On 09/14/2017 04:21 PM, Simon Riggs wrote:
> On 14 August 2017 at 01:35, Tomas Vondra <tomas.von...@2ndquadrant.com> wrote:
>> Hi,
>> Attached is a rebased version of the Generational context, originally
>> submitted with SlabContext (which was already committed into Pg 10).
>> The main change is that I've abandoned the pattern of defining a Data
>> structure and then a pointer typedef, i.e.
>>     typedef struct GenerationContextData { ... } GenerationContextData;
>>     typedef struct GenerationContextData *GenerationContext;
>> Now it's just
>>     typedef struct GenerationContext { ... } GenerationContext;
>> mostly because SlabContext was committed like that, and because Andres was
>> complaining about this code pattern ;-)
>> Otherwise the design is the same as repeatedly discussed before.
>> To show that this is still valuable change (even after SlabContext and
>> adding doubly-linked list to AllocSet), I've repeated the test done by
>> Andres in [1] using the test case described in [2], that is
>>   -- generate data
>>                           FROM generate_series(1, 50000)) foo;
>>   -- benchmark (measure time and VmPeak)
>>                           FROM pg_logical_slot_get_changes('test', NULL,
>>                                         NULL, 'include-xids', '0')) foo;
>> with different values passed to the first step (instead of the 50000). The
>> VmPeak numbers look like this:
>>          N           master        patched
>>     --------------------------------------
>>     100000       1155220 kB      361604 kB
>>     200000       2020668 kB      434060 kB
>>     300000       2890236 kB      502452 kB
>>     400000       3751592 kB      570816 kB
>>     500000       4621124 kB      639168 kB
>> and the timing (on assert-enabled build):
>>          N           master        patched
>>     --------------------------------------
>>     100000      1103.182 ms     412.734 ms
>>     200000      2216.711 ms     820.438 ms
>>     300000      3320.095 ms    1223.576 ms
>>     400000      4584.919 ms    1621.261 ms
>>     500000      5590.444 ms    2113.820 ms
>> So it seems it's still a significant improvement, both in terms of memory
>> usage and timing. Admittedly, this is a single test, so ideas of other
>> useful test cases are welcome.
> This all looks good.
> What I think this needs is changes to
>    src/backend/utils/mmgr/README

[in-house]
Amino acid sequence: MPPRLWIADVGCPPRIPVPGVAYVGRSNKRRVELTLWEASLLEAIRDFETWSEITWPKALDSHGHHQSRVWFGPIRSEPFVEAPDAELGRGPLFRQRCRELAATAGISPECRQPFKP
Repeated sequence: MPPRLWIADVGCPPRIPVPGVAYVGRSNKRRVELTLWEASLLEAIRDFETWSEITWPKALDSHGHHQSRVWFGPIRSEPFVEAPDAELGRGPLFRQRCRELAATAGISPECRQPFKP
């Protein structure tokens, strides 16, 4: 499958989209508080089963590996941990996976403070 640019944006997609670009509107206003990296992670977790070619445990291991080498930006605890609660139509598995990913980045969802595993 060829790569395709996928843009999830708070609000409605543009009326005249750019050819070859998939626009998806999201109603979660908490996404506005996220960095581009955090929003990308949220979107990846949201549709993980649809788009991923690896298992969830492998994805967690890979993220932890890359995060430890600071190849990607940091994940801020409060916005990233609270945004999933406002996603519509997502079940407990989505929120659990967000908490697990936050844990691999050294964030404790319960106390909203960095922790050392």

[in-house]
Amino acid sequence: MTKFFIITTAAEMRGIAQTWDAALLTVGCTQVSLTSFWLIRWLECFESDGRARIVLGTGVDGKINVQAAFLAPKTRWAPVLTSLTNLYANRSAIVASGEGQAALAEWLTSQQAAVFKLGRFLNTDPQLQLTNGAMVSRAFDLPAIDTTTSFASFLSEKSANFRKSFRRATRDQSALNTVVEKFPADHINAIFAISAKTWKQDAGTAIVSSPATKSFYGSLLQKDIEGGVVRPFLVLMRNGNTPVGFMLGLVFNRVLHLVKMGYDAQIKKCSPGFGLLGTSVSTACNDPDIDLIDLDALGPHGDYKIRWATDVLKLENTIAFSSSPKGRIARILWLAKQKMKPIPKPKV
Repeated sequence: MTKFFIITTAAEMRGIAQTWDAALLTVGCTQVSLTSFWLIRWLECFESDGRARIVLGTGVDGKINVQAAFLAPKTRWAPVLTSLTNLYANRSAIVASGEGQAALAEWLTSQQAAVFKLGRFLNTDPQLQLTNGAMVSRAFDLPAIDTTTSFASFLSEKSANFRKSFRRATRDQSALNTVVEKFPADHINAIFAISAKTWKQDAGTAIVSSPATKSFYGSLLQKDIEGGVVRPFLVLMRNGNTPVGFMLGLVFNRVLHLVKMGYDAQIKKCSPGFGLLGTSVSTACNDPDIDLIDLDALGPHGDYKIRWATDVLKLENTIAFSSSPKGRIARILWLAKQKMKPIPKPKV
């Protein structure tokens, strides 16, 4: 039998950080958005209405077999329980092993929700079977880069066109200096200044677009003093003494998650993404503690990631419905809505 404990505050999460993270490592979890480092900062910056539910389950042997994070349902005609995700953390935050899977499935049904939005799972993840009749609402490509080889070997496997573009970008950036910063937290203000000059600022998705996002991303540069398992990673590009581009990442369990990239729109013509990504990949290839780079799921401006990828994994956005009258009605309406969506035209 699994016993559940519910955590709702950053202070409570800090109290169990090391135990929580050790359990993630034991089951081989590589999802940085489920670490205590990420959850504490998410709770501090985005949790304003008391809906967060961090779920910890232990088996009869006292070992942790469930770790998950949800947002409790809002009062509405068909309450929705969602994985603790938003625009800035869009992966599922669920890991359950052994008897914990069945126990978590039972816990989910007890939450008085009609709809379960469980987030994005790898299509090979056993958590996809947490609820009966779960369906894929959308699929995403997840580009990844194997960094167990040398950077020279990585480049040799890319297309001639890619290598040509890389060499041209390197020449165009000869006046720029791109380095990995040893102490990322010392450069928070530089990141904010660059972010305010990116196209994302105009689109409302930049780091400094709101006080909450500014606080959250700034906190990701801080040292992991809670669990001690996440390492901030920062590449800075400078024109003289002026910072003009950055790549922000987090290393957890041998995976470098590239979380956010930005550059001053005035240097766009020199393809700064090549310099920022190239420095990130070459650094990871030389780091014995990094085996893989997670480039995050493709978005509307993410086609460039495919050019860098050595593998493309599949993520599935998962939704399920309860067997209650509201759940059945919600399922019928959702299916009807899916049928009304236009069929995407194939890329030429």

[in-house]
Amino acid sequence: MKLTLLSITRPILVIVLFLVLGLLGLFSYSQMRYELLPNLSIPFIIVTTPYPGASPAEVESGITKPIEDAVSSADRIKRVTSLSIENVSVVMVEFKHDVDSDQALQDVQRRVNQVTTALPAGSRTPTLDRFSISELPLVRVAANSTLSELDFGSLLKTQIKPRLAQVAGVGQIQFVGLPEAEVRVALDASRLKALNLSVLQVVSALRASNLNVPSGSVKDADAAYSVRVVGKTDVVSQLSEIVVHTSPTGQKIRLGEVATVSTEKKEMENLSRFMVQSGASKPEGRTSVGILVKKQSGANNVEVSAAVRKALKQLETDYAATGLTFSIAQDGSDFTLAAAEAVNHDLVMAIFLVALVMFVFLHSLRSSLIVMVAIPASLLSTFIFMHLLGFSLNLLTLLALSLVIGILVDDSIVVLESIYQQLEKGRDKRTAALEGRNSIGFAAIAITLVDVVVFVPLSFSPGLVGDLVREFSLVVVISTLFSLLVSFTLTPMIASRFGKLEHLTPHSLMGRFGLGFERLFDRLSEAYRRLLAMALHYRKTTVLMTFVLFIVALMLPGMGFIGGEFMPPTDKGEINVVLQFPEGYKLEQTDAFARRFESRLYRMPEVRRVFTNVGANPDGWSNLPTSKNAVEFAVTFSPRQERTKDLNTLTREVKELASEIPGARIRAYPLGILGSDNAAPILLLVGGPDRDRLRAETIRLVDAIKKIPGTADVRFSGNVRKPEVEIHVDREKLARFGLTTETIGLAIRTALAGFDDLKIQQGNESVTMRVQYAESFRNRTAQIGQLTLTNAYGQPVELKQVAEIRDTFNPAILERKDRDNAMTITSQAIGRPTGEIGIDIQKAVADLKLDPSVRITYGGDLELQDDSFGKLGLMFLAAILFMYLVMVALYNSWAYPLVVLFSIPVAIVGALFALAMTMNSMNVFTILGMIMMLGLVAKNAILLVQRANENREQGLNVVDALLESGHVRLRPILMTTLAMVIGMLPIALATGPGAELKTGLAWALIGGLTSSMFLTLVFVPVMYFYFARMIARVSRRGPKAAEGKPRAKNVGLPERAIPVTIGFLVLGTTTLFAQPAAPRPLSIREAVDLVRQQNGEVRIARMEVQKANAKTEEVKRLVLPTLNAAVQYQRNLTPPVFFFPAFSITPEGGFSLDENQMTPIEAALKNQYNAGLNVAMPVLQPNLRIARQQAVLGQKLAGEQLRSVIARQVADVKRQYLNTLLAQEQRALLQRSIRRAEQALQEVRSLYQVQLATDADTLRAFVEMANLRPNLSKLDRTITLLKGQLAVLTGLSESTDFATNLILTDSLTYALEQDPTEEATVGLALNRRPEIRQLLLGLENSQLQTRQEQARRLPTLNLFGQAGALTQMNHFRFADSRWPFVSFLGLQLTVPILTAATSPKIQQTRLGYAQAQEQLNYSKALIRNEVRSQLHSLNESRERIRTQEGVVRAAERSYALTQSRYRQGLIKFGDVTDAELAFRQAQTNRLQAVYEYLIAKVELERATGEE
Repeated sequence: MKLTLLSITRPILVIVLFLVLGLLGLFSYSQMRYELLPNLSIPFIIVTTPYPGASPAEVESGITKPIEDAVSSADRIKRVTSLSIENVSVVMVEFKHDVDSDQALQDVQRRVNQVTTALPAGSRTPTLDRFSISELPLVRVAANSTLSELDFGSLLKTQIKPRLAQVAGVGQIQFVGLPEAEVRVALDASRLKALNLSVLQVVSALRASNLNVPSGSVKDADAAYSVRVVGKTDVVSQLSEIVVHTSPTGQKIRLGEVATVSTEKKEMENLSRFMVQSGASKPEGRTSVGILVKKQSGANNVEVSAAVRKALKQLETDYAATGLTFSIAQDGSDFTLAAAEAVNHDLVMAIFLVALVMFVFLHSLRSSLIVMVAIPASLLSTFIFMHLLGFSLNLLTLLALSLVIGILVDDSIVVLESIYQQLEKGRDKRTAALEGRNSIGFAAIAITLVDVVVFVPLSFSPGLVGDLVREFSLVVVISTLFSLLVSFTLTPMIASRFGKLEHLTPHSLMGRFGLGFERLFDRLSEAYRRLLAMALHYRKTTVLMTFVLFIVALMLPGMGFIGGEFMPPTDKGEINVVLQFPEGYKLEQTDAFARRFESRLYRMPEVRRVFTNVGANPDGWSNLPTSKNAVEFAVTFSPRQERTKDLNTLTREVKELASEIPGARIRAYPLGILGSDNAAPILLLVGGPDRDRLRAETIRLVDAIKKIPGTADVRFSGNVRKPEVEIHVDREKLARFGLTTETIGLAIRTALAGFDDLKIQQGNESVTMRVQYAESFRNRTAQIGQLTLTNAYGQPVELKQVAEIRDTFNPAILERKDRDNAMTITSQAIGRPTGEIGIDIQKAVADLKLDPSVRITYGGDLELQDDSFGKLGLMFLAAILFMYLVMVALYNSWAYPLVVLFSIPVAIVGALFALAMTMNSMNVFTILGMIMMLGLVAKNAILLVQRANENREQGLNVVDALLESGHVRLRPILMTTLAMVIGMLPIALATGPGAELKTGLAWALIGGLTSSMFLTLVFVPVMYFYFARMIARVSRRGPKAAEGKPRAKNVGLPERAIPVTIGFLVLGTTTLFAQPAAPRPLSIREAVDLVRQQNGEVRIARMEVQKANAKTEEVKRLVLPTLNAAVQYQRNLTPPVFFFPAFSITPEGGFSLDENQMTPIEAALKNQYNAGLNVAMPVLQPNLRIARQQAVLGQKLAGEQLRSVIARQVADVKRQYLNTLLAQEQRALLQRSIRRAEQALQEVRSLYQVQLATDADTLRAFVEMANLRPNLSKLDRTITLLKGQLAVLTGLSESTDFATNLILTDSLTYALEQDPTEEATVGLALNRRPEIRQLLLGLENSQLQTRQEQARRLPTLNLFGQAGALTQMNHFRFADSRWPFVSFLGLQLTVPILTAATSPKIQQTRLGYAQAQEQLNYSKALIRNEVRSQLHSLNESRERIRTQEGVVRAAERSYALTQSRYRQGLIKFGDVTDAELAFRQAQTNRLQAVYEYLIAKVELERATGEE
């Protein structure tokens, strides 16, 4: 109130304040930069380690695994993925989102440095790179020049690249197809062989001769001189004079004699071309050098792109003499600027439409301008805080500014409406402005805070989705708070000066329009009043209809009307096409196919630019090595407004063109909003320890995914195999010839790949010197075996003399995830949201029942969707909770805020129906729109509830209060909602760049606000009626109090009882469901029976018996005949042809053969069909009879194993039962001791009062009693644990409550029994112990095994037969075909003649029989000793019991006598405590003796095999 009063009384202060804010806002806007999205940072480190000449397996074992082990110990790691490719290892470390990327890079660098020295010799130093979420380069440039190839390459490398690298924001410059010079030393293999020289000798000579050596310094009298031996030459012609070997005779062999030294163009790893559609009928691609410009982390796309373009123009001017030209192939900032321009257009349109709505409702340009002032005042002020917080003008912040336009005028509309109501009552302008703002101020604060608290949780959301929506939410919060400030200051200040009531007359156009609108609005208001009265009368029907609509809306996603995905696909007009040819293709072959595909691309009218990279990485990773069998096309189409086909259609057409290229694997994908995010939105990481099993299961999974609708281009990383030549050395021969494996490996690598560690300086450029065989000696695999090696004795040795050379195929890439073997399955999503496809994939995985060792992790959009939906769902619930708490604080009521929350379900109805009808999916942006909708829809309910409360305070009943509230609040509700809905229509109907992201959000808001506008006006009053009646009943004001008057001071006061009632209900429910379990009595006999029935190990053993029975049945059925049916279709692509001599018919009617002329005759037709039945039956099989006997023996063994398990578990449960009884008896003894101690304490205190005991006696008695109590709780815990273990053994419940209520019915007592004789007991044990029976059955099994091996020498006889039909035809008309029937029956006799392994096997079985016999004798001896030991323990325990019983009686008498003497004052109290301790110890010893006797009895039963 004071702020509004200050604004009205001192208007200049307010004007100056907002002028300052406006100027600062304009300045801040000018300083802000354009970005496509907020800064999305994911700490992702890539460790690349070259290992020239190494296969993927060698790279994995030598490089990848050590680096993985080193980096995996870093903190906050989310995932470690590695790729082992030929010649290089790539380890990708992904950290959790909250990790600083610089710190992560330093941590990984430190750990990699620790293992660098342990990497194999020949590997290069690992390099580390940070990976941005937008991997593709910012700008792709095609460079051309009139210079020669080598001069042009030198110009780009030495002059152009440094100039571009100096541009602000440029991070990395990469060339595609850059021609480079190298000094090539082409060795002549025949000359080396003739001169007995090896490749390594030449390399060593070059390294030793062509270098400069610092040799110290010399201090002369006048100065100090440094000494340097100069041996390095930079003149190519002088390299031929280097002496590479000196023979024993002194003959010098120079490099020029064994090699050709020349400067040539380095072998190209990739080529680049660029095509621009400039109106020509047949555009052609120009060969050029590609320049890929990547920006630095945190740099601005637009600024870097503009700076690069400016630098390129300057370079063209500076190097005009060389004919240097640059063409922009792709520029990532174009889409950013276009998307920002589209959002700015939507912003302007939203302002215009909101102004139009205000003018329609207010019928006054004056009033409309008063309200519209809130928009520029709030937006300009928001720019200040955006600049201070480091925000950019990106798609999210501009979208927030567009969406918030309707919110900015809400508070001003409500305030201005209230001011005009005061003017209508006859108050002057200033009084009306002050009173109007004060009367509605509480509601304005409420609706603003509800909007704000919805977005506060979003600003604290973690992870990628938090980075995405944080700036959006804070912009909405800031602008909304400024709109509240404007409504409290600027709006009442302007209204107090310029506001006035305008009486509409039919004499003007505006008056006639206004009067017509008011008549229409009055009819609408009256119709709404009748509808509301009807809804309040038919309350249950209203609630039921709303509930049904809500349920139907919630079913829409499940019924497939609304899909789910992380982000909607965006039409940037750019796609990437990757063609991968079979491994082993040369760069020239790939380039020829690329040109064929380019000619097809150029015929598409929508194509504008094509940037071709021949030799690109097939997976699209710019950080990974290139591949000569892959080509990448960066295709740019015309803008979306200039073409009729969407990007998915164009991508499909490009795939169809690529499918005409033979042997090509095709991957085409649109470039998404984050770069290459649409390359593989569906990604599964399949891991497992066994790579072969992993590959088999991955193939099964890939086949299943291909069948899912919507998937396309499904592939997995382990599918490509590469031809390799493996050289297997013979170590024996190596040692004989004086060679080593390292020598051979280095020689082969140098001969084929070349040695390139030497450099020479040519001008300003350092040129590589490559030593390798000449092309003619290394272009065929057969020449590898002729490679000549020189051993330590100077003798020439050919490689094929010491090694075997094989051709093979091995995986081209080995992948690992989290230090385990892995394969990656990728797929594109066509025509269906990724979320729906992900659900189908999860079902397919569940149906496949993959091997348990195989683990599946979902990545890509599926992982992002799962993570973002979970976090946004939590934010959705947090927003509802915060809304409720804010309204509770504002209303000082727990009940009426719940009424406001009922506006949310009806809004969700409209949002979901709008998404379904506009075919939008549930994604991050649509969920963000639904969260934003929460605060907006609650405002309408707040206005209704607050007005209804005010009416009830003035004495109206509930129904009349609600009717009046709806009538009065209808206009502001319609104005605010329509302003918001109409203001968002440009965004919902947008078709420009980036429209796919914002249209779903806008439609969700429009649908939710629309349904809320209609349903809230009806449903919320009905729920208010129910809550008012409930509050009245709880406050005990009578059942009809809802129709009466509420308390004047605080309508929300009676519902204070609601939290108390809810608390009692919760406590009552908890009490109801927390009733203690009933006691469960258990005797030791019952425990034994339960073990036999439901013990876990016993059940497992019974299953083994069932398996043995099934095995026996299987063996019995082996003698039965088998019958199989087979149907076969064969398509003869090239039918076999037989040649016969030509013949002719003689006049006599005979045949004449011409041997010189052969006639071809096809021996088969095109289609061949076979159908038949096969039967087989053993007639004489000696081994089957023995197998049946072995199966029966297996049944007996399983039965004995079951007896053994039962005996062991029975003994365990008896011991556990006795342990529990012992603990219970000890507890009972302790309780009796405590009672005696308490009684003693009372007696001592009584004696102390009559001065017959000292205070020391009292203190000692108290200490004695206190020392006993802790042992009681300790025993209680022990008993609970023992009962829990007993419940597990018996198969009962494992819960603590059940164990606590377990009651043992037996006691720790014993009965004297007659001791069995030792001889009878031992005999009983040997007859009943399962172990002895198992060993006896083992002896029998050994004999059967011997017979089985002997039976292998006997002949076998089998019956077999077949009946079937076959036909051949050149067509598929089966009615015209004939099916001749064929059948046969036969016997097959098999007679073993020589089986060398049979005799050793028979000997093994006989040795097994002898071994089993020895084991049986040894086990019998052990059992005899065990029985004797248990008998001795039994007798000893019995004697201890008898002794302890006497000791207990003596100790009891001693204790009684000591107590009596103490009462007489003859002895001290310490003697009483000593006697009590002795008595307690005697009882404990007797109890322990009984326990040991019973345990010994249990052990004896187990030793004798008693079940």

> which decribe the various options that now exist (normal?, slab) and
> will exist (generational)
> Don't really care about the name, as long as its clear when to use it
> and when not to use it.
> This description of generational seems wrong: "When the allocated
> chunks have similar lifespan, this works very well and is extremely
> cheap."
> They don't need the same lifespan they just need to be freed in groups
> and in the order they were allocated.

Agreed, should be described differently. What matters is (mostly) FIFO
pattern of the palloc/pfree requests, which allows us to release the memory.

> For this patch specifically, we need additional comments in 
> reorderbuffer.c to describe the memory allocation pattern in that 
> module so that it is clear that the choice of allocator is useful
> and appropriate, possibly with details of how that testing was
> performed, so it can be re-tested later or tested on a variety of
> platforms.

Including details about the testing into reorderbuffer.c does not seem
very attractive to me. I don't recall any other place describing the
tests in detail. Why not to discuss the details here, and then include a
link to this thread in the commit message?

In any case, I doubt anyone will repeat the testing on a variety of
platforms (and I don't have any such comprehensive test suite anyway).
What will likely happen is someone bumping into a poorly performing
corner case, we will analyze it and fix it as usual.

> Particularly in reorderbuffer, surely we will almost immediately
> reuse chunks again, so is it worth issuing free() and then malloc()
> again soon after? Does that cause additional overhead we could also
> avoid? Could we possibly keep the last/few free'd chunks around
> rather than re-malloc?

I haven't seen anything like that in tests I've done. The malloc/free
overhead is negligible thanks as our allocators significantly reduce the
number of calls to those functions. If we happen to run into such case,
it shouldn't be difficult to keep a few empty blocks. But perhaps we can
leave that as a future optimization.

> Seems like we should commit this soon.



Tomas Vondra                  http://www.2ndQuadrant.com
PostgreSQL Development, 24x7 Support, Remote DBA, Training & Services

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